The applicants invoke articles 3, 8, 9, 10 and 11, both in isolation and in combination with article 14 ECHR. They also invoke article 14 in combination with articles 5 ECHR and 2 of Protocol No 4.
Dakir v Belgium (application No 4619/12) concerns a Belgian woman who was born in 1977 and has been wearing the face veil since she was sixteen. She lives in the Verviers area, where a pre-existing municipal ban on ‘masking’ was adapted in 2008 so as to include Islamic face veils. The applicant’s application for annulment of this provision before the Belgian Council of State was rejected because the Council reasoned that the contested provision was not really new, but simply a specification of the long-standing masking ban, which could therefore not be annulled (in view of the time limit).
This applicant complains that the municipal and nationwide bans violate her Convention rights, more specifically articles 8, 9 and 10, both in isolation and in combination with article 14. She also claims that she did not have an effective remedy before the Council of State (article 13 in combination with articles 8, 9 and 10) and that she did not have access to a court (article 6).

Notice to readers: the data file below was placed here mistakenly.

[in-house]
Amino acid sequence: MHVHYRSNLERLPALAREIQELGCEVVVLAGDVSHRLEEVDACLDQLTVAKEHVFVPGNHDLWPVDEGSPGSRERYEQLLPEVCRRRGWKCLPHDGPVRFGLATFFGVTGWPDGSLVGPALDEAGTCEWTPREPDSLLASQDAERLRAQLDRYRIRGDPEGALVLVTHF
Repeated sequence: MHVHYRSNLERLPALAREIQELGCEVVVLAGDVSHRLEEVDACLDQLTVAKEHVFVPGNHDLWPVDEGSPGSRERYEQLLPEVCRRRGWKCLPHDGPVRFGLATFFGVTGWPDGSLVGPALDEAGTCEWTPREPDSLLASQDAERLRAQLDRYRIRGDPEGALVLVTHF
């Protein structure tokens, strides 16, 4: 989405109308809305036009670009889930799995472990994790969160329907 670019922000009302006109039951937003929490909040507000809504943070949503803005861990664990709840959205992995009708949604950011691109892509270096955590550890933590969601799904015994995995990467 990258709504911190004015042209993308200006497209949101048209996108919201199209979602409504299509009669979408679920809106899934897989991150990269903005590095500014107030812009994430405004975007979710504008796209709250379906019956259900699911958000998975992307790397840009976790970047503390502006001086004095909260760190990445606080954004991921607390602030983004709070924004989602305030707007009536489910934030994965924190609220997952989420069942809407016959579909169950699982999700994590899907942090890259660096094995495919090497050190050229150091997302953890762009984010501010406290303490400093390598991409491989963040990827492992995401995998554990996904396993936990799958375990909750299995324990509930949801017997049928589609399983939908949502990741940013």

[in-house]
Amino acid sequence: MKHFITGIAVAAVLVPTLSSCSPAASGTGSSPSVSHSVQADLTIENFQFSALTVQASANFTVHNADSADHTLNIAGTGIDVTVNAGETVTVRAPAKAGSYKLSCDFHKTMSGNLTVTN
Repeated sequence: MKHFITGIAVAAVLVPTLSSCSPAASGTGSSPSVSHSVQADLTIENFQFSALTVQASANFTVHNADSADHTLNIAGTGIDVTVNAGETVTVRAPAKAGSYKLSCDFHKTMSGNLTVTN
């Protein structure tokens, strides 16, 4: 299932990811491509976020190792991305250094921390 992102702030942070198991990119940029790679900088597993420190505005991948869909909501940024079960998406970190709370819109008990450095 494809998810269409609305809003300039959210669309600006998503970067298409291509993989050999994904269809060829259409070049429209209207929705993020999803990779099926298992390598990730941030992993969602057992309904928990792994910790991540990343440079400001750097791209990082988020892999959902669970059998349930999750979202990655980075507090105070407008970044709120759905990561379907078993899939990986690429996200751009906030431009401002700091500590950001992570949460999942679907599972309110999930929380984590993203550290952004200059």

Distinguishing Belgium from France
In the first part of our third party intervention in Dakir (we were not able to submit an intervention in the other case within the time limit), we highlight three specificities of the Belgian face covering ban as compared to the French ban.
The first difference is the combination of municipal bans, entailing administrative fines, with a nationwide criminal ban, entailing criminal fines.
The second difference is the fact that the Belgian ban, as opposed to the French ban, does not include a provision that penalizes a person who forces another to cover her face; it only penalizes the person herself who covers her face. This is remarkable in light of the strong reliance of the Belgian legislator and Constitutional Court on the (erroneous) hypothesis that women who wear a face veil are generally pressured or forced to do so. This may invite the Court to express its opinion on the penalization of victims.